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What Is Additive White Gaussian Noise & Why Is It Important for Test & Measurement?
Today we’re going to talk about noise. In this context, noise refers to unwanted signals, whether emanating from natural or man-made sources, that impact the integrity of desired signals and degrade performance.
Engineers can use a noise model like an additive white Gaussian noise (AWGN) channel to emulate nature’s random processes and reproduce its effects on a system. This allows engineers to closely monitor and analyze how their system performs under simulated noise conditions and adjust their design accordingly.
In this post, we’ll take a closer look at AWGN fundamentals as well as how AWGN sources are crucial for next-generation wireless applications.
Each section of the AWGN acronym plays a part in demystifying the term. Let's break each word down one by one.
Additive: In an AWGN channel, noise is introduced to the signal of interest via addition. Rather than multiplicative, the received signal consists of the original, uncorrupted transmit signal (blue waveform in the image below) plus the noise signal (orange waveform).
White: The term “white” is in reference to the noise having the same power distribution across every frequency. This means white noise’s power spectral density (PSD), which is a representation of power vs. frequency, will be constant. It is also a direct link to white light, which combines all visible spectrum colors at a uniform intensity.
Gaussian: Also called a normal distribution, a Gaussian probability distribution of events has a zero average in the time domain, follows a bell curve, and is symmetric about the mean.
Noise: At the end of it all, an AWGN channel is all about noise. Imitating nature’s random processes, the noise is generated randomly. Furthermore, its occurrence is independent of the signal of interest, meaning both have individual probabilities.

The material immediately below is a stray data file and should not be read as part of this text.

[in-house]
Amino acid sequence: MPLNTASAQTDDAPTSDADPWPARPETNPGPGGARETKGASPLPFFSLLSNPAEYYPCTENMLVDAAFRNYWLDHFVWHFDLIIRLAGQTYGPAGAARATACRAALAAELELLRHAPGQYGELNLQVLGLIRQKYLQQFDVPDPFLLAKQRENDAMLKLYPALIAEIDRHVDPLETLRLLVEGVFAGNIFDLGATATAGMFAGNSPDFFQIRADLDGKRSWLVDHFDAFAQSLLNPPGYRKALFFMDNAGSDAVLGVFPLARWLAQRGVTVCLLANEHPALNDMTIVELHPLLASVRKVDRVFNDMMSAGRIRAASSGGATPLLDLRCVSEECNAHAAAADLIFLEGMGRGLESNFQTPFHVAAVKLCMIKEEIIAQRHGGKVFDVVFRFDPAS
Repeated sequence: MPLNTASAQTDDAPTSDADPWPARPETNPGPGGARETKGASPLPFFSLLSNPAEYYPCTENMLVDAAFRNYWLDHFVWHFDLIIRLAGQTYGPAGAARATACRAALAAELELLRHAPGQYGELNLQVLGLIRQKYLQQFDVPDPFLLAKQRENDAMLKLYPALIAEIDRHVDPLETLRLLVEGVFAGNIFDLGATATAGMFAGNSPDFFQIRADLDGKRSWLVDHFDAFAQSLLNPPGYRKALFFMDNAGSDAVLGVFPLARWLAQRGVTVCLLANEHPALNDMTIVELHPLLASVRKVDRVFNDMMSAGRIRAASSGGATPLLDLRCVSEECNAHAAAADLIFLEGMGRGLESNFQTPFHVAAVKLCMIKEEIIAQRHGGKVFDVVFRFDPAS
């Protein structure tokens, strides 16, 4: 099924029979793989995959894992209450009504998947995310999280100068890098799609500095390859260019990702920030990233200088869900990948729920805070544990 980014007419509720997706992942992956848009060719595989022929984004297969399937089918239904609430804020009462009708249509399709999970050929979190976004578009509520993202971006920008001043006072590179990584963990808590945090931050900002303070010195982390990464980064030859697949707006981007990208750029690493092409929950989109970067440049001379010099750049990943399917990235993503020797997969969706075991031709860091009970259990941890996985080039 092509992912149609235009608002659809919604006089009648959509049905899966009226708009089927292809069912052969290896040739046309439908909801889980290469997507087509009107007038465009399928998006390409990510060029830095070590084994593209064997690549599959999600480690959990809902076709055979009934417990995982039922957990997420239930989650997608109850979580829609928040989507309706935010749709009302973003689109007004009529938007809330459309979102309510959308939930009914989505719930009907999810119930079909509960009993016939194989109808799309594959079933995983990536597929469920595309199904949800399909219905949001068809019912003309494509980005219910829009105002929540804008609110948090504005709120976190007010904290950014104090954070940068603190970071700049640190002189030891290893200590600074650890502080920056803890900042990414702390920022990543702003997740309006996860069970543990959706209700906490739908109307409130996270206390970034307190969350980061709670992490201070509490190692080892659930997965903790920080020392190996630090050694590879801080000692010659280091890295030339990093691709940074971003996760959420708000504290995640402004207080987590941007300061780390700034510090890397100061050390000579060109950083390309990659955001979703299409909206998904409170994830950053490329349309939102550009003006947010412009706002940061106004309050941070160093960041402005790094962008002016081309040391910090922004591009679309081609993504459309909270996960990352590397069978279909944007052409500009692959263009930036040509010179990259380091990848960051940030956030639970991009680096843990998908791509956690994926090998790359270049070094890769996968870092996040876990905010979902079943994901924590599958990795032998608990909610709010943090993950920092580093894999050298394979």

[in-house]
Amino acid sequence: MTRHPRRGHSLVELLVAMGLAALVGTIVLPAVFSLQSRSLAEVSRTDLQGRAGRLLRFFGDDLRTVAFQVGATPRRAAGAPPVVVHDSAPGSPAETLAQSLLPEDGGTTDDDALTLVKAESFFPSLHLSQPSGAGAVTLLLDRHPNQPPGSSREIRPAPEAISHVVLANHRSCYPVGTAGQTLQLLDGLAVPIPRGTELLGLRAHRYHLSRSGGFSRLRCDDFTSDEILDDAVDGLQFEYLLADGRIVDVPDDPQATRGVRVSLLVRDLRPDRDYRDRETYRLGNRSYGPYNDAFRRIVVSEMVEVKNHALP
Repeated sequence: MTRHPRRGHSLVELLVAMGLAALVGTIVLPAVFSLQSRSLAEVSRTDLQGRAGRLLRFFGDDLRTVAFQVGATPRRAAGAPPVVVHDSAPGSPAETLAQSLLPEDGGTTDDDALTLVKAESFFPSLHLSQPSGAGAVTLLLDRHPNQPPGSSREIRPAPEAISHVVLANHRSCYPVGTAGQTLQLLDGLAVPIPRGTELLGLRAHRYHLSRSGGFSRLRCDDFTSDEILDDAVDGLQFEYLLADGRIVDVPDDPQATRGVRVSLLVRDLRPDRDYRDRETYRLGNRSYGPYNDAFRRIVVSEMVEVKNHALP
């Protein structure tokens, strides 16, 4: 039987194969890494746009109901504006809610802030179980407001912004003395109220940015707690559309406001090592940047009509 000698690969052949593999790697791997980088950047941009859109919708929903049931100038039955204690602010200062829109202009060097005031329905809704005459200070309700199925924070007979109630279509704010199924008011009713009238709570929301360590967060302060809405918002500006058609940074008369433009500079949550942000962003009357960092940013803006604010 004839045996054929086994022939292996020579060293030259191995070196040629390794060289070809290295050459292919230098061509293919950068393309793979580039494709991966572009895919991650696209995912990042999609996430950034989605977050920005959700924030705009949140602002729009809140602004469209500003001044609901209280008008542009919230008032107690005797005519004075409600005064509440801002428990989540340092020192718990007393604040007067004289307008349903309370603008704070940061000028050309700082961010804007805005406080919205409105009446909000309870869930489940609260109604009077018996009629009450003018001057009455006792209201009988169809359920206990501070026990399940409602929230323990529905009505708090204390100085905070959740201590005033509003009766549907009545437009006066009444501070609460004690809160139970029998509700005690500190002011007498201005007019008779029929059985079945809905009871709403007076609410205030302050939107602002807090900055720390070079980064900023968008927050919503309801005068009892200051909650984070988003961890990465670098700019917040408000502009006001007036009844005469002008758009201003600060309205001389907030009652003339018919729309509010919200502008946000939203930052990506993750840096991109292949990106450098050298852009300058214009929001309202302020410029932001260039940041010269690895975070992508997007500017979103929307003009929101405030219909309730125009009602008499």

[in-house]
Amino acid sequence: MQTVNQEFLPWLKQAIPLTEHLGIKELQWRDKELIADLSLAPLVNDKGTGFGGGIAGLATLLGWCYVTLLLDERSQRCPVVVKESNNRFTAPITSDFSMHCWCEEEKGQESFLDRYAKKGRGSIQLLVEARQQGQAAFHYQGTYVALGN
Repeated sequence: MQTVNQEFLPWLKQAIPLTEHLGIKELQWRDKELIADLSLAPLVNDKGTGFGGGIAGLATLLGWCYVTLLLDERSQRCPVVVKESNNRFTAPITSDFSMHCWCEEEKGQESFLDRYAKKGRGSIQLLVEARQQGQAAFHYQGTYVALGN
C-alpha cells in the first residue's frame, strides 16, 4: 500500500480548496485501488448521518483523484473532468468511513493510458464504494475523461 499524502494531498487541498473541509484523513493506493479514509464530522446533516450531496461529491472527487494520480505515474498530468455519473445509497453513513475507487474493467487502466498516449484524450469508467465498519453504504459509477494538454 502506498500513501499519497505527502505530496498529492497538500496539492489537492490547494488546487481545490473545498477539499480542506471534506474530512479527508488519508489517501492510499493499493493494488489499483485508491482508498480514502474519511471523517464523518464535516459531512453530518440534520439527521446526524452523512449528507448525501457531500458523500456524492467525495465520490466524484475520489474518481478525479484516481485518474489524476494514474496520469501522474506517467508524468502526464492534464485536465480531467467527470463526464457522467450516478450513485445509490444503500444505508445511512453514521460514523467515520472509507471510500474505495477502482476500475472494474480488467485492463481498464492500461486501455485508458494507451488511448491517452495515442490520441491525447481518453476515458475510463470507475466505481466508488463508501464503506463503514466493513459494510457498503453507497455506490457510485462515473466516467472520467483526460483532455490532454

💡Need these terms broken down a bit more? Check out the article, “What is AWGN?”
Noise generators and sources, such as Noisecom noise generation solutions, can produce random, complex, and custom AWGN signals with a constant PSD and a Gaussian distribution to test a system's response to impairment.
Applications that can utilize AWGN sources reach far and wide. For example:
- Directed energy weapons (DEW) development: The high power of DEW can trigger Stimulated Brillouin Scattering (SBS), which creates a damaging reflection and imposes power output limitations. Noise generators and amplified noise modules can mitigate SBS and enable more powerful DEW, whether during design or deployment phases.
- Satellite communications testing: Satellite communications systems need to be able to reject RF interference to perform properly. Noise sources can mimic real-world impairment and put the RF signal integrity of all satellite communications links to the test.
- Fortifying encryption systems: Integrating a noise source into an encryption system can increase the protection of wireless data. Transmissions are masked with truly random, easily generated AWGN signals, which eliminates reliance on pseudo-random encryption keys and complex encryption algorithms.
Want to further your understanding of noise, specifically how it is generated, controlled, packaged, and used? The Noisecom “Anatomy of a Noise Source” poster is a perfect resource to learn key AWGN facts in a condensed, easy-to-follow way.
A T&M tool of extreme importance, choose an AWGN generating device from Noisecom customized for application-specific requirements to enhance the performance of advanced wireless systems.